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(en) Ireland, Workers Solidarity #80 March 2004 - When the summit circus came to Quebec and lost Quebec 1, Global Elite 0

From Worker <a-infos-en@ainfos.ca>
Date Sun, 11 Apr 2004 10:51:12 +0200 (CEST)


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With the Mayday EU demonstrations on the horizon for Dublin we take a look
at opposition to a previous summit and the organising that went into it.
The Summit of the Americas, a meeting of 34 head of state to
advance the agenda of neo-liberal capitalism, was held in
Québec in 2001. The local population, given the events in
Seattle, initially met the prospect of hosting such a summit with
apprehension. However a huge popular campaign eventually led to
a 50,000 strong demonstration. But that's not what's so unique
about Quebec 2001. Even more striking was the positive response
of the local population to demonstrators - black bloc militants and
peaceniks alike. A six month long grass-roots campaign in the
neighbourhood where the Summit was held had a lot to do with it.

Comite Populaire Saint-Jean-Baptiste

Six months before the Summit, members of a local Quebec
community group, the Comite Populaire Saint-Jean-Baptiste,
decided to organise against the it. The Summit was billed as "the
biggest Canadian security operation ever" and the Comite
Populaire chose to focus on the security measures because it was
here that the Summit clashed most clearly with the interests of
local people. Op-position was particularly strong to the huge
security fence as it was attacking a basic civil right, freedom of
movement, with residents having to show a special passport at
checkpoints.

Initially some activists thought the is-sue of the fence was a
secondary issue. However, the Comite Populaire saw it as the
main point of friction for people. The first thing the campaign did
was to collectively decide on a plan of action. We cannot
overestimate how important this was, as it gave everyone a sense
of direction. We chose to focus on two big events: an information
campaign and a mass action.

The protection racket

The attitude of the authorities, especially the cops, helped us a lot!
They didn't want to meet with people, or give information on the
security fence. People were forced to turn to the campaign for
information. We just had the information that was in the news,
but since we contextualized it and put it in a leaflet, it looked like
we provided more information than the cops did.

The authorities said the security measures were basically in the
interest of the locals since it protected them from 'anarchist
hooligans.' However, since they left most of the local shops
outside of the fence, people concluded that it wasn't to protect
them but instead to protect the politicians.

After much discussion over what type of demo to hold, we came
up with the idea of a fake funeral to highlight the burial of
civil-rights. The advantage was that it was a mix between street
theatre and a traditional demonstration. Also, it didn't really
matter how many people showed up, since the symbolic effect
would be the same whether we were 50 in the street or 200. The
thing we didn't want was another angry demonstration because
we felt it would play directly into the media stereotype of activists.
There were some 400 locals at the funeral. This was far beyond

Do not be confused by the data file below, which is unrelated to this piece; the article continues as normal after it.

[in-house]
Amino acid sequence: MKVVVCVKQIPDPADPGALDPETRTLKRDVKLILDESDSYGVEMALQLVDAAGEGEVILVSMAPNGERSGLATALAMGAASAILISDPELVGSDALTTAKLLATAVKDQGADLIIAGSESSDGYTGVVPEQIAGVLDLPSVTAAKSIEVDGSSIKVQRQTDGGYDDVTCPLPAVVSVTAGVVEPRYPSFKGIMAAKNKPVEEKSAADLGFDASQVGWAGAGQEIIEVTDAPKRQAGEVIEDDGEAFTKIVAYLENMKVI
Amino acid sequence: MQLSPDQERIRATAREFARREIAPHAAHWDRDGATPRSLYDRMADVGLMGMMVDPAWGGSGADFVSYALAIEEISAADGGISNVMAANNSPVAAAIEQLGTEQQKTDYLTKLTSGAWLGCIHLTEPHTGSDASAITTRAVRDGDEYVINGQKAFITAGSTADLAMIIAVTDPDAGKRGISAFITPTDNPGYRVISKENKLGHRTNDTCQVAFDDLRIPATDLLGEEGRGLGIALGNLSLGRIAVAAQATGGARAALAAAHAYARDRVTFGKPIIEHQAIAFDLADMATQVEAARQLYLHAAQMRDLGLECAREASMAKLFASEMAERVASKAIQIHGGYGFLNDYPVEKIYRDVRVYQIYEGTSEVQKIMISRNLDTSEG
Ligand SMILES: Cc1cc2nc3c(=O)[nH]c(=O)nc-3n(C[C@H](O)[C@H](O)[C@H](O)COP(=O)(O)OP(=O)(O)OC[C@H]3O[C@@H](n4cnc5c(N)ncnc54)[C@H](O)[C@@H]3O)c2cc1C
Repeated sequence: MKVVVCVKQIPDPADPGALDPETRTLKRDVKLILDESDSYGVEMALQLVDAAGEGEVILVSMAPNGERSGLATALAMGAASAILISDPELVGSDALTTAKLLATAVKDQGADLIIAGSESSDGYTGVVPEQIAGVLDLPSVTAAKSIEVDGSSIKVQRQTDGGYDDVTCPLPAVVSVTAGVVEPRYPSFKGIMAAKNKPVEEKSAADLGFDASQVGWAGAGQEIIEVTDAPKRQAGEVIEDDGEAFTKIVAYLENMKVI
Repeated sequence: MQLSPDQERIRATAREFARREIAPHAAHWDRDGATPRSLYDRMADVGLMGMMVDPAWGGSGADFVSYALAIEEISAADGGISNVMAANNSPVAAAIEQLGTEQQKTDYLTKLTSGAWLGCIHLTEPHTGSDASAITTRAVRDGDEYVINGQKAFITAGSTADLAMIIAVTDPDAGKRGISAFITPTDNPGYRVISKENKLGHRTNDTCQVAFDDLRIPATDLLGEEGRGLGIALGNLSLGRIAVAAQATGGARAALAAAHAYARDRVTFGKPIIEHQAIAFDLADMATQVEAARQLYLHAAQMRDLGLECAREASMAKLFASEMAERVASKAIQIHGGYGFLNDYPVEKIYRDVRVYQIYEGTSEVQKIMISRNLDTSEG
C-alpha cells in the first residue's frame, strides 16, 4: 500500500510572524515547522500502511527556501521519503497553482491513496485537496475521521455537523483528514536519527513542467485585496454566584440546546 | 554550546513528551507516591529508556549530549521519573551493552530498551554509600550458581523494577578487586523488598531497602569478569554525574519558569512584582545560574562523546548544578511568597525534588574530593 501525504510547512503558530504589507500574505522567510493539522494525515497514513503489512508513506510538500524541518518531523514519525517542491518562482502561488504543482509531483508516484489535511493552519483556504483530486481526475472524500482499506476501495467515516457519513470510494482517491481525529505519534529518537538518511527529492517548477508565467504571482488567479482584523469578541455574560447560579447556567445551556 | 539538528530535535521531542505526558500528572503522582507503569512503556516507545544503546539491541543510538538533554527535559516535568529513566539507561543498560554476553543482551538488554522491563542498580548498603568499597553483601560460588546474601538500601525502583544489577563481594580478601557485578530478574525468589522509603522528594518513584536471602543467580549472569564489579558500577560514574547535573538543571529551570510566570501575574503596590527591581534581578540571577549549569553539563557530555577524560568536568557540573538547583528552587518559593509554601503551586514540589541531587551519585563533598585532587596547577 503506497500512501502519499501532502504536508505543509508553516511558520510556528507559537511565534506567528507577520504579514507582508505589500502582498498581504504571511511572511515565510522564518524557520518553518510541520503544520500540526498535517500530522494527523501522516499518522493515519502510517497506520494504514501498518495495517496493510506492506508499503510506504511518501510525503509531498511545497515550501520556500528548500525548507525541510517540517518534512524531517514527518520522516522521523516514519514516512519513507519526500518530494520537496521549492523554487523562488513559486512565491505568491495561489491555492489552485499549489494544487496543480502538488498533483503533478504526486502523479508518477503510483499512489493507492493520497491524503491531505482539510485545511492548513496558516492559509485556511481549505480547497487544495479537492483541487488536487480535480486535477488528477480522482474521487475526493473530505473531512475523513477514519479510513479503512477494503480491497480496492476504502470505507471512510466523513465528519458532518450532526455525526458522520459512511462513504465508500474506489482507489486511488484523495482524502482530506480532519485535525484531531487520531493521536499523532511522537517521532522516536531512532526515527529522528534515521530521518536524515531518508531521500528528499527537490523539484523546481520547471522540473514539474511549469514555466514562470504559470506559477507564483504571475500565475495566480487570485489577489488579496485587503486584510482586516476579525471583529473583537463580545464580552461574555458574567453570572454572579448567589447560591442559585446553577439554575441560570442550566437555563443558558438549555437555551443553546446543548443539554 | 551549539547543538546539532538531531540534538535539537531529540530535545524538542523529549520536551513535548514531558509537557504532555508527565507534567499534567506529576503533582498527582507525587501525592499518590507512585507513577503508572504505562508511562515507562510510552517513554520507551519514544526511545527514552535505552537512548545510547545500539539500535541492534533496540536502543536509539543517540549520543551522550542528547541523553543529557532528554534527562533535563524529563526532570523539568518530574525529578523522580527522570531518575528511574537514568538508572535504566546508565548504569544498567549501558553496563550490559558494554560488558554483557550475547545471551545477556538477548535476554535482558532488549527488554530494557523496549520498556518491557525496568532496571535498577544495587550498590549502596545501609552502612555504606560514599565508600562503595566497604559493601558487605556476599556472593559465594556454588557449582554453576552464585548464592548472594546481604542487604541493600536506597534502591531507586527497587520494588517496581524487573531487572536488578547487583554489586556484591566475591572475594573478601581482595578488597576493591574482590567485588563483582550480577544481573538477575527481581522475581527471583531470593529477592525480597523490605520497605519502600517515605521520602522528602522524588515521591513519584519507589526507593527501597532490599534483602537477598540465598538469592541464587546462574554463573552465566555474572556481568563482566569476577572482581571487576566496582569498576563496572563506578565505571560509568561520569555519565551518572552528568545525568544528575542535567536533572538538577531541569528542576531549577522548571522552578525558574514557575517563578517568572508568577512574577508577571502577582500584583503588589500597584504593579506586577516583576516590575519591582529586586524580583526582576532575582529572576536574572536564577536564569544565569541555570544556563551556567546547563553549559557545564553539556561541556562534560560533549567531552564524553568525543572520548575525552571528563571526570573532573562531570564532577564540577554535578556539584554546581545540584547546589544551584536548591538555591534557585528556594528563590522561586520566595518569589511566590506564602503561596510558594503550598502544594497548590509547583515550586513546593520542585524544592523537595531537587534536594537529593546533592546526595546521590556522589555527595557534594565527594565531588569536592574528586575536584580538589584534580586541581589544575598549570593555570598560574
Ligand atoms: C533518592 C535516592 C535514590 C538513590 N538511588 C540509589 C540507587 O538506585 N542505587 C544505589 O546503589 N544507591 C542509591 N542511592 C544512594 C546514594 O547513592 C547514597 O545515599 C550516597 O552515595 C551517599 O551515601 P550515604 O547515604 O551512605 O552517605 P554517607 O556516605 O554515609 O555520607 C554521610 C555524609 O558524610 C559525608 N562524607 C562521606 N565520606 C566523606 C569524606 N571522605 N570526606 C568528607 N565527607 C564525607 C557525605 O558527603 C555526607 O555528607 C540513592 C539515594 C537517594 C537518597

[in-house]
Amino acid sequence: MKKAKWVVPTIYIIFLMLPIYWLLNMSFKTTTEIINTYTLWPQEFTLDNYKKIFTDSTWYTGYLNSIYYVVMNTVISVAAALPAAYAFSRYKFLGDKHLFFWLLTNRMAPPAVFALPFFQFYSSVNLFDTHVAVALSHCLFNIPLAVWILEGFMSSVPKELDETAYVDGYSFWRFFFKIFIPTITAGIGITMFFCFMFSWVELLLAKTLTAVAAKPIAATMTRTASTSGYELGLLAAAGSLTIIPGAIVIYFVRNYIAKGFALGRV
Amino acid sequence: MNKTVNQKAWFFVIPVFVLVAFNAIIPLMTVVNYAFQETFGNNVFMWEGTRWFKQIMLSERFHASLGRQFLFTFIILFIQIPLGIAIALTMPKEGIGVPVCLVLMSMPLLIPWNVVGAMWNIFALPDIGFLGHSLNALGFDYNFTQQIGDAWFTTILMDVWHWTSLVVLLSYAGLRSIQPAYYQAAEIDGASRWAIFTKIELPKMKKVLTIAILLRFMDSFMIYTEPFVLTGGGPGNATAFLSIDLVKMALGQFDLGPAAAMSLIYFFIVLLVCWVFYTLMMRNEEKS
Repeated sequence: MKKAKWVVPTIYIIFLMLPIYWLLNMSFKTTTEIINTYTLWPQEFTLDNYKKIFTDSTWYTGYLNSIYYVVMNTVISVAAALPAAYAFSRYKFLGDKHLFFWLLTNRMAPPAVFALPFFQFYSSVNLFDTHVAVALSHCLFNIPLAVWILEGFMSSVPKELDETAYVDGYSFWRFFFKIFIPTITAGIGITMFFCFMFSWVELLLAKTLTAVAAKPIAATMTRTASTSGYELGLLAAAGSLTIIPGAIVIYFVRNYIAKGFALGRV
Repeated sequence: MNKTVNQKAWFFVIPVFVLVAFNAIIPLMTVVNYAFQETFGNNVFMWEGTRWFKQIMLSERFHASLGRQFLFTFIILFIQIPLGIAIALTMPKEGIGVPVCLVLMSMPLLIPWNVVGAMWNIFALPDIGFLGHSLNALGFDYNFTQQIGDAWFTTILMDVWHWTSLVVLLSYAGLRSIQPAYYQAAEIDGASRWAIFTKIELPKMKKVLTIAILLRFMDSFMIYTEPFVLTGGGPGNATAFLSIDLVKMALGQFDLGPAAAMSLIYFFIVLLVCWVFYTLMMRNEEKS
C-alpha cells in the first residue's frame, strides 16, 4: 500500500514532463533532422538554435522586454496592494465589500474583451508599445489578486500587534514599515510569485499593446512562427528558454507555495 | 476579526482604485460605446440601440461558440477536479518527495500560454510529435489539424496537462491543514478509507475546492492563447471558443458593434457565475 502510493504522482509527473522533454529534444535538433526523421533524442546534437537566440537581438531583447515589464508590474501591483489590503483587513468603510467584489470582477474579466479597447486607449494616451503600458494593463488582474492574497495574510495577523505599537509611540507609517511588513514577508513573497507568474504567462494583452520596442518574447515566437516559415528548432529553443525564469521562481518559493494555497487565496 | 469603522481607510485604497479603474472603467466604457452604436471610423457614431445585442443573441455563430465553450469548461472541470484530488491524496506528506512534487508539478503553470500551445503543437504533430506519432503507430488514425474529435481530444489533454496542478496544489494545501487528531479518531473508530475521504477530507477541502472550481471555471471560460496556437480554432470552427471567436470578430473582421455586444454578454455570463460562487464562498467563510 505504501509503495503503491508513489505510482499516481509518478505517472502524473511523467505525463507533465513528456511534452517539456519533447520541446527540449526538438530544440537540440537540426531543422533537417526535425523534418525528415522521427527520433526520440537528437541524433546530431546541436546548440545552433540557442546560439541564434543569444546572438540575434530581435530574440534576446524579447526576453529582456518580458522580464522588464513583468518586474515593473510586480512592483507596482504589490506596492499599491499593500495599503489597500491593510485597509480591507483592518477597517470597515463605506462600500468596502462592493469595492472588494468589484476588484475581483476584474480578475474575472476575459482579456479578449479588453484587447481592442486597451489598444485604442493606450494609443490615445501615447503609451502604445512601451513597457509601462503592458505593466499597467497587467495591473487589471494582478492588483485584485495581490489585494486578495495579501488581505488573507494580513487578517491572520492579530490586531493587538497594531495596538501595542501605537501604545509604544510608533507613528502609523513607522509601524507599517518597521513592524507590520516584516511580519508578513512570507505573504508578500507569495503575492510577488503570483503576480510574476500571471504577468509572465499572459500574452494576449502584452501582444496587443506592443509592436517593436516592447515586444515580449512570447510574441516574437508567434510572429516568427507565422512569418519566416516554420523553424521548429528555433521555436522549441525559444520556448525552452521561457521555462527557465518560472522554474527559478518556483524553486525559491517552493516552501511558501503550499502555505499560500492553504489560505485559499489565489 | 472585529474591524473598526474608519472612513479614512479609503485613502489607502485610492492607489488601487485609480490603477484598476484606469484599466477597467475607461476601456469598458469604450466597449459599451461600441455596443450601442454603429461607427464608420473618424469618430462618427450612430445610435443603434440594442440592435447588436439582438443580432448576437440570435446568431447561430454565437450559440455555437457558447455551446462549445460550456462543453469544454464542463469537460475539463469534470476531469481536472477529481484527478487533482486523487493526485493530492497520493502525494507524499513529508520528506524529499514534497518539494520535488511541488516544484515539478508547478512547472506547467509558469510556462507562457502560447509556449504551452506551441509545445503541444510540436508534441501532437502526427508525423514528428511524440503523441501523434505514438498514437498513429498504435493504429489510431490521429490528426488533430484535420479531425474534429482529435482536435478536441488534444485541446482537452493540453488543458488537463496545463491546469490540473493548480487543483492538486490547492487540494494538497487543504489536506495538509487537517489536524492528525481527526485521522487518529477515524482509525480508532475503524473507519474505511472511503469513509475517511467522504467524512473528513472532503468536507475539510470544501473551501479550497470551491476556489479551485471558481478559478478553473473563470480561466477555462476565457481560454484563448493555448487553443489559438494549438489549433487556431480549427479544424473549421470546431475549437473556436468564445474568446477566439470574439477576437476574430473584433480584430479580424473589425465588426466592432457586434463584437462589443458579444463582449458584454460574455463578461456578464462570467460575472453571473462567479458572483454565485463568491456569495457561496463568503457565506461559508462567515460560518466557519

our wildest expectations (we only made 100 placards!). The crowd
was really diverse with the vast majority being ordinary working
people, moms, kids, and older people, as well the usual suspects.

Carnival of Resistance Against Capitalism

It was during the first week of April that the fence was erected in
downtown Quebec City. The people and media spontaneously
called it the "Wall of Shame." It was a shock for many people who
didn't bother much about it before. The fence in itself probably did
much more than our campaign to radicalise people. From that
point on there was no need for further agitation against the fence.
New graffiti appeared every day. People and groups in
Saint-Jean-Baptiste took it on themselves to redecorate the fence
and put all kinds of objects on it.

To the activists the job of the Comite Populaire was more or less
over. However, that's not how the folks in the neighbourhood saw
it. For them it seemed our job was just beginning... They wanted
us to organise something during the Summit on the main street of
the neighbourhood. They wanted a peaceful demonstration/street
party directly at the edge of the fence! The Carnival on Saint-Jean,
as the protest elsewhere, was a smashing success. But that's
another story.

Nicolas Phebus is a member of the NEFAC, the North-Eastern
Federation of Anarcho-Communists. For a longer version of this
article see www.nefac.net/newswire/display/112/index.php

See also

* Anarchism and the European Union
http://struggle.ws/wsm/eu.html
* FortressEU (protest organisation page)
http://struggle.ws/eufortress/index.html
* Against capitalist globalisation
http://struggle.ws/wsm/global.html


Mayday Mayday http://struggle.ws/wsm/ws/2004/80/mayday.html
EU leaders in the castle - we'll take the streets. On Saturday, the
first of May, anarchists and other activists from the Dublin
Grassroots Network are calling for a day of action and protest
against the EU.
=============================
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'Workers Solidarity'. We also provide PDF files of all our
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This edition is No80 published in March 2004



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